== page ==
|Waolgang-paale, Portrait of Alice Rahon|
|Alice Rahon, Scene de chasse (1942)|
Alice Rahon, The Cats, oil and sand
|Alice Rahon, Gato Nocturno, oil on canvas|
In earliest times painting was magical, it was the key to the invisible. In those days the value of a work lay in its powers of conjunration, a power that talent alone could not achieve. Like the shaman, the sibyl, and the wizard, the painter had to make himself humble, so that he could share in the manifestation of spirits and forms. The Rythm of our life today denies the primordial principle of painting: conceiving in contemplation, thew emotional content of the picture cannot be perceived without contemplation.
The invisible speaks to us, and the world it paints takes the form of apparitions; it awakens in each of us that yearning for the marvelous and shows us the way back to it - the way that is the great conquest of childhood, and which is lost to us with the rational concepts of education.
Perhaps we have seen the Emerald City in some farway dream that belongs to the common emotional fund of man. Entering by gate of the Seven Colors, we travel along the Rainbow.
(From the Catalog, Alice Rahon, Willard Gallery, New York, 1951).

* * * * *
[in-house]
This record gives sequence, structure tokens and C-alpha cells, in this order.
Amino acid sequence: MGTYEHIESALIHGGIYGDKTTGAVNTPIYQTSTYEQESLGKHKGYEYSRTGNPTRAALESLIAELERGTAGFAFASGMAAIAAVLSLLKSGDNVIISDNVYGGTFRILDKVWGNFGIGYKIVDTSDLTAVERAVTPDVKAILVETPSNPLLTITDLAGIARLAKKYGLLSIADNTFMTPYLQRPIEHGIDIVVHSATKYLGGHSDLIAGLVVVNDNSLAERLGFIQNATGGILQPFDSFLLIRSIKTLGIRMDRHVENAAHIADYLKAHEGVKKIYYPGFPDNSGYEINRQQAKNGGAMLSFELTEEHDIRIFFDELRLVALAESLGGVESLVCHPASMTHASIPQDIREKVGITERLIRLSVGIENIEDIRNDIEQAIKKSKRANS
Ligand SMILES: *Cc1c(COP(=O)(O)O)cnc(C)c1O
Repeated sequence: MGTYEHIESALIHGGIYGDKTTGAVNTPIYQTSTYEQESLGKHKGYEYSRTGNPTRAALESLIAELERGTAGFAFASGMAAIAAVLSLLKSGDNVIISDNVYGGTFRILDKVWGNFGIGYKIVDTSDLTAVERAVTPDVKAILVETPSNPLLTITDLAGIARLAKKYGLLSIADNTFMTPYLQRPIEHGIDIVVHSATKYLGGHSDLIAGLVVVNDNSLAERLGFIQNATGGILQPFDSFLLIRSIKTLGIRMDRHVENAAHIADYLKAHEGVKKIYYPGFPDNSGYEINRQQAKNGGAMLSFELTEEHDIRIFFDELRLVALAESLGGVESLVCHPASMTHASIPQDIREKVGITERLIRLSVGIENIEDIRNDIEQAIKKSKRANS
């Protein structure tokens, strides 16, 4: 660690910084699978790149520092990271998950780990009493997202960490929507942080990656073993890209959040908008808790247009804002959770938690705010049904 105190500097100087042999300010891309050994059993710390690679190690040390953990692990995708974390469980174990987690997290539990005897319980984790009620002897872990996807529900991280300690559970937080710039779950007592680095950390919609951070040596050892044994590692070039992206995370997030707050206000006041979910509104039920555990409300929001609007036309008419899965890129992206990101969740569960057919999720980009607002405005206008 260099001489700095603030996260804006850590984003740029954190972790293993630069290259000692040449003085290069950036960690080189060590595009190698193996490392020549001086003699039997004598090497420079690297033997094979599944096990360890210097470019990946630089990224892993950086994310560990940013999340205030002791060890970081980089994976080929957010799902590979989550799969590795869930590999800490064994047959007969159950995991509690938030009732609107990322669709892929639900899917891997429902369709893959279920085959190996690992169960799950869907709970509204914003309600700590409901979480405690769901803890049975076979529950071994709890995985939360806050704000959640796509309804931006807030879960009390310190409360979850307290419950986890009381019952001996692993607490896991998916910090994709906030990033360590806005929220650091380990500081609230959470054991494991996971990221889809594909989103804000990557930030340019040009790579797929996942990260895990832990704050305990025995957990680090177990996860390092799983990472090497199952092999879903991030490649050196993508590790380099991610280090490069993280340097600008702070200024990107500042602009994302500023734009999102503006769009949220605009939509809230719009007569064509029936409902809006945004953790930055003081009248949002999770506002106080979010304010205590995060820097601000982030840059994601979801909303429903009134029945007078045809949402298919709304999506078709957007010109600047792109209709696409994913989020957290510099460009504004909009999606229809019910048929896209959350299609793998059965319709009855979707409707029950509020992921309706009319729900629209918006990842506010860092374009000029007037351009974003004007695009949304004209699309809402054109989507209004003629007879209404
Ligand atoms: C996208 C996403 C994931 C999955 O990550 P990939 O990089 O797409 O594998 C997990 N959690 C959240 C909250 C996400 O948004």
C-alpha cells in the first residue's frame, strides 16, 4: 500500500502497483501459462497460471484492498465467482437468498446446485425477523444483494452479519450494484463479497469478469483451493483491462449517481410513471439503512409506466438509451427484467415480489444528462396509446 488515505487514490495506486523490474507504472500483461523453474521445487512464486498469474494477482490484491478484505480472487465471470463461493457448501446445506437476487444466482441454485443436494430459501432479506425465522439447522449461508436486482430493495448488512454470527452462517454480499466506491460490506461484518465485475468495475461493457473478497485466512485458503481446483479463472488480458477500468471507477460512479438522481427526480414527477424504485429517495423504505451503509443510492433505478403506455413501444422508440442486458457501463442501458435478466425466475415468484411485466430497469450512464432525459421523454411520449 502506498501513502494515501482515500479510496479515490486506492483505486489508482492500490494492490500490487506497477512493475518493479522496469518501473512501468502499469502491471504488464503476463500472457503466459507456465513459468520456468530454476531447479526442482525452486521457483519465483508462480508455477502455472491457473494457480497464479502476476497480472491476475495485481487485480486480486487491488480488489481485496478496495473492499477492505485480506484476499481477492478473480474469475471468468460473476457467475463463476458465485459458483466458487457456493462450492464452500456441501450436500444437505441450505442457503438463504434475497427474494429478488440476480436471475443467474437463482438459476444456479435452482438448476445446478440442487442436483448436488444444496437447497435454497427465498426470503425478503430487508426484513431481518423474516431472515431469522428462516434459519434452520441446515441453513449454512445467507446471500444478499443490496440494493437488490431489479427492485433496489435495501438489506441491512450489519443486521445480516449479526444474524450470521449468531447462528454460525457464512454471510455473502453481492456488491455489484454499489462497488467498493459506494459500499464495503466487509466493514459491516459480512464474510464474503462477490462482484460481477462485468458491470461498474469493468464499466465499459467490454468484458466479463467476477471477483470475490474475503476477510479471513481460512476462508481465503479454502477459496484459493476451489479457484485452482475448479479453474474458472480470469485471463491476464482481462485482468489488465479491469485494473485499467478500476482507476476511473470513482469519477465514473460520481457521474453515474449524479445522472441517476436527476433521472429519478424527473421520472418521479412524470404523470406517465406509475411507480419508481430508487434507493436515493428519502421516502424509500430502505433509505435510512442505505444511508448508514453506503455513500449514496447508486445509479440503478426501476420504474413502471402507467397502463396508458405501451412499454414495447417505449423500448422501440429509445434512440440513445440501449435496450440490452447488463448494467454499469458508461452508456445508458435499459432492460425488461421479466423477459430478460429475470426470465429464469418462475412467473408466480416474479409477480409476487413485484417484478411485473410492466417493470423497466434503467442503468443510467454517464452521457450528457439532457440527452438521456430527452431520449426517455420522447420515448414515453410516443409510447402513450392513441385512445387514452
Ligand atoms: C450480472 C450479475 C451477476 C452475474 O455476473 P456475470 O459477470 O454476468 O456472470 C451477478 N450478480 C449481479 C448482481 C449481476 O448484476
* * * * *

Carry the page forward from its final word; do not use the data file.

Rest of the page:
Penelope Rosement, op.cit., p.242
Alice Rahon (1904–1987). Born Alice Marie Yvonne Philippot.French poet and painter, the daughter of an academic artist who encouraged her to paint. She adopted her mother’s maiden name after an early divorce. In 1931 she met Wolfgang Paalen and they married three years later. They joined the Surrealist group in Paris in 1935. By 1936 she was better known for her poetry, publishing in that year the collection Sablier couché, illustrated by Pablo Picasso. In 1936 too she traveled to India with Valentine Penrose. Her next book of poems, A même la terre, with illustrations by Yves Tanguy, came out in 1939, just before she and her husband emigrated to Mexico. She helped Paalen organize the International Surrealist Exhibition in Mexico City. It was Paalen who illustrated her poems published nunder the title Noir animal in 1941. In the following year she was a contributor to Dyn, the review he had founded. She resumed her artwork, sometimes using paint that had dried on her husband’s palettes; she painted visionary landscapes, fantastic buildings, primitivelooking people and animals as well as hieroglyphics. Some of these features are found in two works from 1946, Thunderbird and La Nuit enchantée. She was clearly influenced by popular and traditional Mexican art but also explored the theme of Woman, especially the links between history and legend, on the one hand, and contemporary female concerns, on the other, particularly after she and her husbandwere divorced in 1947; at first glance Autoportrait (1951) comes across as childlike in terms of style but on closer inspection it seems to depict the vulnerability of a woman coming to terms with the world. A number of her paintings—for example, Scène de chasse (1942) and The Cats—call to mind primitive cave paintings, whereas Les canaris (1946) is reminiscent of Joan Miró. After she heard of the death of André Breton in 1966, she painted a tribute, Man Crossed by a River.
Keith Aspley, Historical Dictionary of Surrealism, (Lanham,Toronto, Plymouth,The Scarecrow Press, Inc, 2010) p.405